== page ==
Views vary as board considers whether to limit smoking at Kansas State Fair

A youth group is asking the Kansas State Fair board to consider limiting or banning smoking at the state fair. (Sept. 5, 2010)
A youth group is asking the Kansas State Fair board to consider limiting or banning smoking at the state fair. (Sept. 5, 2010) File photo

For as long as the Kansas State Fair has been around, there have been smokers walking the pike.

Now, as fair officials prepare for the 102nd year, a group of teenagers hope smoking will go the way of the sideshow – gone, or at least limited.

“While it’s their freedom to smoke, it’s our freedom to be smoke-free, have clean air,” said Colton Harper, an 18-year-old who is helping spearhead the effort of the 150-member Communities That Care.

The Reno County youth organization aimed at drug and alcohol prevention has approached the fair board twice in the past year, bringing with them research and ideas on how to implement a proposal. On Tuesday, the fair board will explore the students’ request.

The idea is not a new concept. There is a growing trend across America to curb smoking, and the movement has included fairs.

More than 15 state fairs have implemented outdoor smoking restrictions. Most have designated areas where smokers can go. A few have kicked butts altogether.

“Our target isn’t against smokers, it is for a healthy environment for everyone,” said Maddie Page, a Hutchinson High School senior, adding the goal is to make the fair “a pleasant place to be.”

The youth organization first presented the idea to fair board members in March 2014, rolling a clear case of 2,650 cigarette butts they had collected in one hour at the fair into a fair board meeting.

In March 2015, a group of about 16 students traveled to Manhattan to present research on the issue at the fair board meeting.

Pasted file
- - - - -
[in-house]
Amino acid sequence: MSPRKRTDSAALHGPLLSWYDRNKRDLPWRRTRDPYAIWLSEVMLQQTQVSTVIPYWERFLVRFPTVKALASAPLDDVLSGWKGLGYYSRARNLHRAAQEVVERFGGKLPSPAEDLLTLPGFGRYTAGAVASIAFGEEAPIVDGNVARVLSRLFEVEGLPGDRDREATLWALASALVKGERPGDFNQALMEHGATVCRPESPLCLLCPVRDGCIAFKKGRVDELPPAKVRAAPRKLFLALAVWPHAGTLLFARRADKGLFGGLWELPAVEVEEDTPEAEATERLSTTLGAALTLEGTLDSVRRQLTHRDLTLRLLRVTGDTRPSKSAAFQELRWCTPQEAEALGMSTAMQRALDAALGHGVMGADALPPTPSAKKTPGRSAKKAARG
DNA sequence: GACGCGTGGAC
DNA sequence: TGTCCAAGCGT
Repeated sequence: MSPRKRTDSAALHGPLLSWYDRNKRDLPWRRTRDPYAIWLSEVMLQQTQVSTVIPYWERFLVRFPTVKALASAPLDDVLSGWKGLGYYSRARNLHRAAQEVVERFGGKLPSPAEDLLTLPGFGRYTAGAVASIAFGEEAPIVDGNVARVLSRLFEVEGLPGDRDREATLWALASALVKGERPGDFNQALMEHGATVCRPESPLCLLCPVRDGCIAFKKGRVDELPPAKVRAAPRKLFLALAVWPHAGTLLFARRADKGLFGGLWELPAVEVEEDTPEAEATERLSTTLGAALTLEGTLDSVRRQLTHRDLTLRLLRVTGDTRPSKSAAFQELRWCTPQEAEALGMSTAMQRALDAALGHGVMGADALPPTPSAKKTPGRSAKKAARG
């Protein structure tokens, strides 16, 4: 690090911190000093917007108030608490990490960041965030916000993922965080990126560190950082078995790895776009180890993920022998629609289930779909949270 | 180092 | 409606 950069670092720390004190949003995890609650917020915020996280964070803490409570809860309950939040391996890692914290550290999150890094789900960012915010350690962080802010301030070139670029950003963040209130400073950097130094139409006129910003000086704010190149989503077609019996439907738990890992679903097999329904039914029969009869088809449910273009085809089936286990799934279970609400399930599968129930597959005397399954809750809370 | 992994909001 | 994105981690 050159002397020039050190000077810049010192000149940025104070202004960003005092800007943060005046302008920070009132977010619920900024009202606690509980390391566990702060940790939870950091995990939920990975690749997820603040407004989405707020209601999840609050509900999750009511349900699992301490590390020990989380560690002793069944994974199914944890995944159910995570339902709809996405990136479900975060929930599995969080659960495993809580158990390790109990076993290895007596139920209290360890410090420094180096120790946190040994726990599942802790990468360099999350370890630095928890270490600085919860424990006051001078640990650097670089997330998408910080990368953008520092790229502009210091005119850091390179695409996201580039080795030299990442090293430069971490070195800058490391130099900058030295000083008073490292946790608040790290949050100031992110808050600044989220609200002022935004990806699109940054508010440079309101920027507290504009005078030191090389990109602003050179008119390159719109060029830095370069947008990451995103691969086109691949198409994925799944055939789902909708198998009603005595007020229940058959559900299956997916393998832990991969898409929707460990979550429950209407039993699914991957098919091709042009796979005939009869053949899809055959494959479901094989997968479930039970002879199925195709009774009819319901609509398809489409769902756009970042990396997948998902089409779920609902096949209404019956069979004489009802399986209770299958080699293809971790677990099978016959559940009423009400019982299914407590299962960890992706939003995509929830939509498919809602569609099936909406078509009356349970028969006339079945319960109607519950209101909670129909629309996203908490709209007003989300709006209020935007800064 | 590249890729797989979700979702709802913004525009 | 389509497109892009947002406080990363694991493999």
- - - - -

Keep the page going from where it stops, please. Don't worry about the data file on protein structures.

Smoking is not allowed in the fair buildings or in the grandstand seating area. Expanding the ban to the entire grounds, the group stated, would eliminate secondhand-smoke exposure at the fair and create a healthier, more desirable atmosphere for fairgoers.

Such a decision isn’t easy. Fair manager Denny Stoecklein and the board will weigh all the facts, including that about 20 percent – or 78,000 fairgoers annually – are smokers.

Other issues include accommodating vendors who might smoke as well as how to enforce such a policy.

“It is a pretty big step to take, and it is not one that, if you try it, it is something you can undo,” said Stoecklein, who added that he and his staff have been contacting other fairs on how well designated areas have worked.

Charlie Griffin, who has several stands across the fairgrounds, including Ye Old Mill and the Sunflower Terrace beer garden, said it is a touchy issue.

“I’m not a smoker,” he said. “I like the idea. I don’t know what it would do (limiting smoking) for fair attendance; it is hard to say.”

But whether such a policy should be implemented is tricky, he said.

“It’s a tough deal all the way around. You can’t make everyone happy.”